Jun 11, 2015 | By Simon

When it comes to various 3D printing projects that cover multiple ‘Maker’ bases, it’s hard to disagree that robots certainly rank high up on that list.  Between the programming aspect to make the robot do whatever you want it to do to the actual physical design that is 3D printed, completing a robot-based project can be one of the more accomplishing DIY projects of them all - especially for young Makers who are getting started in STEM skills.  

While there are a myriad of robot projects out there though, some are more organized than others and are easier to pick up for first-timers.  Among others is the open source IoBot project.  

The IoBot is a simple Arduino-based robot that can be controlled by both mobile and computer applications via LAN or USB cable.  The IoBot application is capable of running on Android, Windows and Mac OS while the Arduino ‘brain’ is written in Python/Kivy.  The creators state that knowledge of programming languages isn’t necessarily required however any prior foundation in programming will certainly help in further modifying the code in the case that you may want to customize a particular robot command.  

As for the hardware components, other than approximately $70 worth of electronic parts that can be reused in other projects, all of the other parts are 3D printed.  For those that don’t have access to a 3D printer, the parts can be 3D printed using 3D Hubs with prices starting at approximately $30.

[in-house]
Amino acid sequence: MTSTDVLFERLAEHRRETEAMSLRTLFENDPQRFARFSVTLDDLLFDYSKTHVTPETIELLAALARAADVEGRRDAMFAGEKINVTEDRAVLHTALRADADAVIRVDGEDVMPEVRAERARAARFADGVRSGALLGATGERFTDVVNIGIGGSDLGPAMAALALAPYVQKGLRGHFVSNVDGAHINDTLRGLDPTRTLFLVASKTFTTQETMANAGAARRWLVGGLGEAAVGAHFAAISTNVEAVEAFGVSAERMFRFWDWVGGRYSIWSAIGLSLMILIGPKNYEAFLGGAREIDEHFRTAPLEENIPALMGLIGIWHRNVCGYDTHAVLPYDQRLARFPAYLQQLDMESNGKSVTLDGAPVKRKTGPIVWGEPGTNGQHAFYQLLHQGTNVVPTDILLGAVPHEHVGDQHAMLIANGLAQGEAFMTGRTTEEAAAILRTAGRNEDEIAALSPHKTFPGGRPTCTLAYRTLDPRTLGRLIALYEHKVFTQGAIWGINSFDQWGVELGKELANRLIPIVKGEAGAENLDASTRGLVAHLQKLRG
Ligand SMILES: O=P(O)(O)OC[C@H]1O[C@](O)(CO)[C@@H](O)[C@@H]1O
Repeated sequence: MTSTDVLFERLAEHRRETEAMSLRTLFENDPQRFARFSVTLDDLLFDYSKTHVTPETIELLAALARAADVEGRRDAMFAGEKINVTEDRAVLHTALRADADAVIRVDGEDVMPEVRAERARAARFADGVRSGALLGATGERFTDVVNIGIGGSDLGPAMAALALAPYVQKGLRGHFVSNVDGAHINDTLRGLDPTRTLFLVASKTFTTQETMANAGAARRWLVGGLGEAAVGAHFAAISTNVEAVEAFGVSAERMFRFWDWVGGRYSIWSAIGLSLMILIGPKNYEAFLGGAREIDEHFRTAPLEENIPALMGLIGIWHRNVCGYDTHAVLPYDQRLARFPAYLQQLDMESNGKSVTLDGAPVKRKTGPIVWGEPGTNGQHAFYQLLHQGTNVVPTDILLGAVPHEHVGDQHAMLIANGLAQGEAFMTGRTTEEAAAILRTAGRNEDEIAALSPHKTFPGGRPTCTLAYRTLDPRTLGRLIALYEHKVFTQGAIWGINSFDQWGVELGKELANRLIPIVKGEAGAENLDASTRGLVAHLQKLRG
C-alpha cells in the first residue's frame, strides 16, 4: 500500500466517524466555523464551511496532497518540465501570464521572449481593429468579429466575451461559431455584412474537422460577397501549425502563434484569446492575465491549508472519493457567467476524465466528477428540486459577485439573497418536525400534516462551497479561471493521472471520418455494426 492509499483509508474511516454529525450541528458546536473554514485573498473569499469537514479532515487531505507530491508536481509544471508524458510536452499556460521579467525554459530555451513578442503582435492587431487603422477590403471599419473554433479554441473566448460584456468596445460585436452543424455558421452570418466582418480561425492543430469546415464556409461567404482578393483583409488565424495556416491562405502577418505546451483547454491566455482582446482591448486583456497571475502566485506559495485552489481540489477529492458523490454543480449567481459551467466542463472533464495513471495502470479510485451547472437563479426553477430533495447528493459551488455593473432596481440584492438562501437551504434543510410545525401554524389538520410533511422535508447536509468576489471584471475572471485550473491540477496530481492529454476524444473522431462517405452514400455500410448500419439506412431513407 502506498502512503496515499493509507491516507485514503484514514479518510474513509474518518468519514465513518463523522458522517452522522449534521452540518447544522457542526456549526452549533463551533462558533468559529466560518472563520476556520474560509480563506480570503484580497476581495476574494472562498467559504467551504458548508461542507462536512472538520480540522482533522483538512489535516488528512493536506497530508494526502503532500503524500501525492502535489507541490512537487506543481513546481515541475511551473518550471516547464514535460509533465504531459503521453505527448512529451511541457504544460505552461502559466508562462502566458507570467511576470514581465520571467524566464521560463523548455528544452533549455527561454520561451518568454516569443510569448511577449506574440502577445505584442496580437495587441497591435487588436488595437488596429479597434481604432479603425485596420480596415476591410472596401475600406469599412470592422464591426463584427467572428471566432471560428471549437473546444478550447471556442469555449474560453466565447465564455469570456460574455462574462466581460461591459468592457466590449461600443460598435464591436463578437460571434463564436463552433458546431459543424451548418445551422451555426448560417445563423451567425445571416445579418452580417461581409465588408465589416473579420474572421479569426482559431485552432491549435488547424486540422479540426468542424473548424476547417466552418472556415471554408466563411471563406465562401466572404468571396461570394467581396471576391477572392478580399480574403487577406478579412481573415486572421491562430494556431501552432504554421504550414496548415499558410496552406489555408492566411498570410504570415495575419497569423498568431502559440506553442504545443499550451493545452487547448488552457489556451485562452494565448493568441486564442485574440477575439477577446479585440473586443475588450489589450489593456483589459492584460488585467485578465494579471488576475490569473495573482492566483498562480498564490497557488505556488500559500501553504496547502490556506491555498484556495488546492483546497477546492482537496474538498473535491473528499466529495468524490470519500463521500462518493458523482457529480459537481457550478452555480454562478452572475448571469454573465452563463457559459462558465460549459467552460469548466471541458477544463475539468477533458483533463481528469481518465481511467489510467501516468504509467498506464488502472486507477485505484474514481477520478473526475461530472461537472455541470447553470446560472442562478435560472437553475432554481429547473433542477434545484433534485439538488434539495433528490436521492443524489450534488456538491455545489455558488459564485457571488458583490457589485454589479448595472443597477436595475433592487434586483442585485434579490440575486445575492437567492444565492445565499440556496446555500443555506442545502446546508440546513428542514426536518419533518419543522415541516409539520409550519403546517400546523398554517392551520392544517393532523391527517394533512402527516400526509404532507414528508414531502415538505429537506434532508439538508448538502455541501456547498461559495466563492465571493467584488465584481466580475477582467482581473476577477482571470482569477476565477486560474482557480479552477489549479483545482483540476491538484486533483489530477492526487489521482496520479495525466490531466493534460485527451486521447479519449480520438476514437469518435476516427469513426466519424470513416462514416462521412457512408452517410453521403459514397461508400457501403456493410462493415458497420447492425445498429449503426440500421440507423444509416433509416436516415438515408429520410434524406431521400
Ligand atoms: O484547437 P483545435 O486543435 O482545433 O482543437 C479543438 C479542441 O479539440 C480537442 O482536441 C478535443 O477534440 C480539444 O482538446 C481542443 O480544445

Aside from a 3D printer or access to a 3D printer, there are a few other tools needed to successfully complete the project. These include:

  • 1x Philips Screwdriver PH1
  • 1x Slotted Screwdriver Size 2 up to 3mm
  • 1x Spanner Size 4mm
  • 1x Allen Key Size 1.5mm
  • 1x Wire Stripper
  • 1x Wire Cutter
  • 1x Lighter

To ensure that the prints are created as intended for the project, a medium print resolution such as .25 mm will work best for the project while also cutting down on print time.  According the creators, some parts will need a small amount of support but everything is contained within the pre-existing STL files so there is relatively little that anybody has to do other than print the downloaded file as-is.  

The 3D printed parts consist of one right arm, one left arm, one head, one upper back body, one bottom back body, one front body, one IoBot base and finally, one base for Arduino with Breadboard.  

In addition to the 3D printed parts, the additional parts needed for this project include:

Electronic Parts:

  • 1x Arduino Uno R3 Microcontroller Board
  • 1x Ethernet Shield WIZnet w5100 for Arduino
  • 4x TowerPro SG90 Micro Servo
  • 2x 5mm Round LED Light Emitting Diode
  • 2x 220ohm Resistor 0.25W

Other parts:

  • 4x AA Batteries
  • 1x Battery Pack 4x AA
  • 1x 6F22 9V Battery
  • 1x 6F22 Battery Snap with 2.5mm Power Plug
  • 1x Half-Size Solderless Breadboard
  • 14x Dupont Jumper Wire Male Connector 10cm Length
  • 7x Dupont Jumper Wire Male Connector 20cm Length
  • 4x Dupont Jumper Wire Male Connector 30cm Length
  • 2x 1/0.6mm Solid Wire 20cm Length
  • 4x 3mm Heat Shrink Cable Sleeve 2cm Length
  • 12x M2 Allen Bolt 10mm Length
  • 4x No 2 Self Taping Pozi Screw 6mm Length
  • 12x M2 Nut
  • 12x Stainless Stell M2 Washer
  • 4x Nylon M2 Washer
  • 1x USB A to B Cable
  • 1x Ethernet RJ45 Cable

Once the parts have been sourced, the project - like many other Arduino-based projects - is relatively straight-forwards and  focuses on installing the necessary code to the Arduino before assembling the wiring and 3D printed parts into the final and functional robot design.  

For those who are interested in the build, all of the necessary code, parts and in-depth build instructions can be located by navigating over to the IoBot website.  



Posted in 3D Printing Applications



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